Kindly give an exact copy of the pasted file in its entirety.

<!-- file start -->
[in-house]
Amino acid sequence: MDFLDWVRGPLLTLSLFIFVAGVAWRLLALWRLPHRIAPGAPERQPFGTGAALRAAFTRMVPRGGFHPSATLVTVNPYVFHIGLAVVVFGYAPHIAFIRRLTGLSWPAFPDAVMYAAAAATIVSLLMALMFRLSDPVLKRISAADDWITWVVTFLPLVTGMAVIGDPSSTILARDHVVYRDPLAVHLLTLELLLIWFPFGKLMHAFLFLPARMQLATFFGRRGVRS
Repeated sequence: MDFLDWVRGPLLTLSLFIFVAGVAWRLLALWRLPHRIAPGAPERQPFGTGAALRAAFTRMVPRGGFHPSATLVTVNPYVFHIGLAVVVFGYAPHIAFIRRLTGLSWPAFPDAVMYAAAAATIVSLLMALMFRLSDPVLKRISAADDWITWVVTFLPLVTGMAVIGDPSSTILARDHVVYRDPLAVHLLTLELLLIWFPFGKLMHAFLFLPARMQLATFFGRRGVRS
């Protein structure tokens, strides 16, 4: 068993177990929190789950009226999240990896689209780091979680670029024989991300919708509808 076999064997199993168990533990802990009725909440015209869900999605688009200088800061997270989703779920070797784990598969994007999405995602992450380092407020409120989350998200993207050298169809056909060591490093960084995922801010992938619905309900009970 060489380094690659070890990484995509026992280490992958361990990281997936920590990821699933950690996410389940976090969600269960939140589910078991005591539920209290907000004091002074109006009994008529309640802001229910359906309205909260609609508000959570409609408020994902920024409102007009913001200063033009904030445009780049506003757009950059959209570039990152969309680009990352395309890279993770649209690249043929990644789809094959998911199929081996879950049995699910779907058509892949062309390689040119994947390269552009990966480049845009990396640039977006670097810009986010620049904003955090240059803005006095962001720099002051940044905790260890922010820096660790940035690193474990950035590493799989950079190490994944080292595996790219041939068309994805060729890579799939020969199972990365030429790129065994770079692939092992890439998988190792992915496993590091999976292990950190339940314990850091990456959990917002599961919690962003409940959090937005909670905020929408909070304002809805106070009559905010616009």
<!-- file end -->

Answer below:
[in-house]
Amino acid sequence: MDFLDWVRGPLLTLSLFIFVAGVAWRLLALWRLPHRIAPGAPERQPFGTGAALRAAFTRMVPRGGFHPSATLVTVNPYVFHIGLAVVVFGYAPHIAFIRRLTGLSWPAFPDAVMYAAAAATIVSLLMALMFRLSDPVLKRISAADDWITWVVTFLPLVTGMAVIGDPSSTILARDHVVYRDPLAVHLLTLELLLIWFPFGKLMHAFLFLPARMQLATFFGRRGVRS
Repeated sequence: MDFLDWVRGPLLTLSLFIFVAGVAWRLLALWRLPHRIAPGAPERQPFGTGAALRAAFTRMVPRGGFHPSATLVTVNPYVFHIGLAVVVFGYAPHIAFIRRLTGLSWPAFPDAVMYAAAAATIVSLLMALMFRLSDPVLKRISAADDWITWVVTFLPLVTGMAVIGDPSSTILARDHVVYRDPLAVHLLTLELLLIWFPFGKLMHAFLFLPARMQLATFFGRRGVRS
């Protein structure tokens, strides 16, 4: 068993177990929190789950009226999240990896689209780091979680670029024989991300919708509808 076999064997199993168990533990802990009725909440015209869900999605688009200088800061997270989703779920070797784990598969994007999405995602992450380092407020409120989350998200993207050298169809056909060591490093960084995922801010992938619905309900009970 060489380094690659070890990484995509026992280490992958361990990281997936920590990821699933950690996410389940976090969600269960939140589910078991005591539920209290907000004091002074109006009994008529309640802001229910359906309205909260609609508000959570409609408020994902920024409102007009913001200063033009904030445009780049506003757009950059959209570039990152969309680009990352395309890279993770649209690249043929990644789809094959998911199929081996879950049995699910779907058509892949062309390689040119994947390269552009990966480049845009990396640039977006670097810009986010620049904003955090240059803005006095962001720099002051940044905790260890922010820096660790940035690193474990950035590493799989950079190490994944080292595996790219041939068309994805060729890579799939020969199972990365030429790129065994770079692939092992890439998988190792992915496993590091999976292990950190339940314990850091990456959990917002599961919690962003409940959090937005909670905020929408909070304002809805106070009559905010616009």